I said a minute ago that it is dangerous not to have a variety of opinions.  Retired U.S. Army colonel Greg Fontenot has studied military decisions that have led to catastrophe—like the Bay of Pigs invasion of Cuba while John Kennedy was president.  What the colonel found is that some groups are so tight, so insular that they engage in what is now called “Group Think.”  They can only see the brilliance of their own idea and reach important decisions in an effective echo chamber.  Too much cohesion and too little variety means that hazards and potential pitfalls and difficulties are overlooked.  The army’s response to this situation is called “Red Team University.”  Colonel Fontenot trains soldiers in all fields to see what no one else sees, to raise questions no one else is asking, to use a perspective that no one else has.  Occasionally you hear someone sharing an opinion that he doesn’t agree with, but thinks is worthy of consideration as playing the Devil’s Advocate.  It’s an unfortunate term to use in church perhaps, but is a role that groups need because people make mistakes.  We’re human, flawed, fallen, limited.  Even groups of people united in their common desire to serve Christ through the church are human, flawed, fallen and limited.  Sometimes, even with the best of intensions we hurt people.  And we don’t always have the best of intentions because we’re human, flawed, fallen and limited. 

The solution to the peril of Group Think is variety.  We need other people who see the world in ways that we do not.  And we need to create environments where they can safely and freely contribute their opinions, viewpoints and perspective for the common good.  This is really hard, but essential.  And this is what we ask our ruling elders and deacons to do.  To be open and responsive to new ideas, to listen attentively to people whose experience is different from ours. 

We got at this on Tuesday night when we went through the questions of ordination.  This one, “will you seek to serve the people with energy, intelligence, imagination and love?”  is very important to us.  We put those words into our mission statement because they are inspiring and challenging.  I’ll talk a little more about them next week too.  But for now, I want to close with what this promise means to our new ruling elders.  One said that energy means “excitement.”  There’s movement is this idea.  Another said that imagination means “creativity and freshness,” while we don’t like the cliché it means thinking outside the box.  Another elder defined love as “family.”  And love in families is about loyalty, commitment and acceptance not necessarily about being happy with the other members of the family all the time, but staying together.  I loved what the new ruling elders said about intelligence.  But first let me tell you what they didn’t say—they didn’t say that intelligence meant a high IQ and being super smart.  Intelligence means to be willing to learn other people’s perspectives and to come to the meetings prepared.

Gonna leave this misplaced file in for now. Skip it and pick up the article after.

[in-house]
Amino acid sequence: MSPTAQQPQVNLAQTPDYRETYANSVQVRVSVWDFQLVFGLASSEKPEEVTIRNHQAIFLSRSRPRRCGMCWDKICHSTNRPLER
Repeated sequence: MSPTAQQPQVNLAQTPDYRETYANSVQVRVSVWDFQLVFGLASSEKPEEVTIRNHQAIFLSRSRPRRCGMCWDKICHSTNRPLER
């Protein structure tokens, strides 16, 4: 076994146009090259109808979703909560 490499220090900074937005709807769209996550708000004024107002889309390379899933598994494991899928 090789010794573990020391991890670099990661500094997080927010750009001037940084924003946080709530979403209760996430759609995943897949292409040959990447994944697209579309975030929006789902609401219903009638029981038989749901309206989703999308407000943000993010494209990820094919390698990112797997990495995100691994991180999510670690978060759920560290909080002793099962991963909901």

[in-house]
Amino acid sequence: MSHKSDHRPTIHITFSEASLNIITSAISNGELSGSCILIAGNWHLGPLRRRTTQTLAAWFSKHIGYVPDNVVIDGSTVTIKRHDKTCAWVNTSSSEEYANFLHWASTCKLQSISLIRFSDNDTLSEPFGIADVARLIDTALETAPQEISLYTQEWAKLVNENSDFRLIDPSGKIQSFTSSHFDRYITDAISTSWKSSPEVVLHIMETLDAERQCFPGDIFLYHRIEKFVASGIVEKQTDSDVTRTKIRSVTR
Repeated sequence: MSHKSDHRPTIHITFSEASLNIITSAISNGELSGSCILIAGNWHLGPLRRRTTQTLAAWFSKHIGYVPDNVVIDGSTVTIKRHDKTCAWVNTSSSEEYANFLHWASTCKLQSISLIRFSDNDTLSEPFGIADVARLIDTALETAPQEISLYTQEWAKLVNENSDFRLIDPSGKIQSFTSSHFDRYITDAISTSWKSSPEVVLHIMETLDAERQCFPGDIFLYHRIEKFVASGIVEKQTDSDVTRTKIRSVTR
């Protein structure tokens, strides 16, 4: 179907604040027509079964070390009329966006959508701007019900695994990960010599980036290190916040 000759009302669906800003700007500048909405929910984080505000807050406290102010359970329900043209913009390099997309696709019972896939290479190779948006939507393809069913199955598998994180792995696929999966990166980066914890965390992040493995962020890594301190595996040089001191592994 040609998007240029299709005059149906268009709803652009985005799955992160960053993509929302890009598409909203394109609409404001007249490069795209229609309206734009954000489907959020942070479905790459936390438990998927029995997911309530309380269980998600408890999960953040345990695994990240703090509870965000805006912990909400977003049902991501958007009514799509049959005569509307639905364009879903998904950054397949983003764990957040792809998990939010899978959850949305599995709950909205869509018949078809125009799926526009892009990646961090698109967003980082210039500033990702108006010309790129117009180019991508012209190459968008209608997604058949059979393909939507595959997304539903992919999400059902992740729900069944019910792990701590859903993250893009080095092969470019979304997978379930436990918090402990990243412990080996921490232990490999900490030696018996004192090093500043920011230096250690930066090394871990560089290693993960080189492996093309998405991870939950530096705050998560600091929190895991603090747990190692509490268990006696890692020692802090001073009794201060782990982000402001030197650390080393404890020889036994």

These two need to be together.  Reading the material before the meeting means each person can form his or her own opinion on the decisions the Session will make.  But that is balanced by listening to the conversation and opinions of others as well.  The Holy Spirit is an important part of this process.  Sometimes when ideas crash into each other new and better ideas emerge.  A conversation among committed, passionate leaders with different perspectives can lead to really, really good ideas.  I had this happen Thursday.  I’ve invited Mariana Berbert to preach on February 16.  She has so much to share about her faith in Christ and as we have talked and offered opinions and insight to each other we find—always—that our conclusions are better and more profound than the thought we had alone.  There is a dynamism or maybe synergy in our conversations that is real, and completely unpredictable.  We laugh a lot at these discoveries, and we are thankful for them.  We’re better Christians together.

We’re better together.   Every one of us has been given gifts [which Paul calls “manifestations of the Spirit”] to use for the common good.  You have selected wise, varied leaders to lead you in following Jesus Christ here in this place.  We thank God for their gifts and their willingness to serve, and we trust God to continue to equip them, as together, we seek to serve Jesus Christ, from the Heart of Oshkosh with energy, intelligence, imagination and love.  Amen.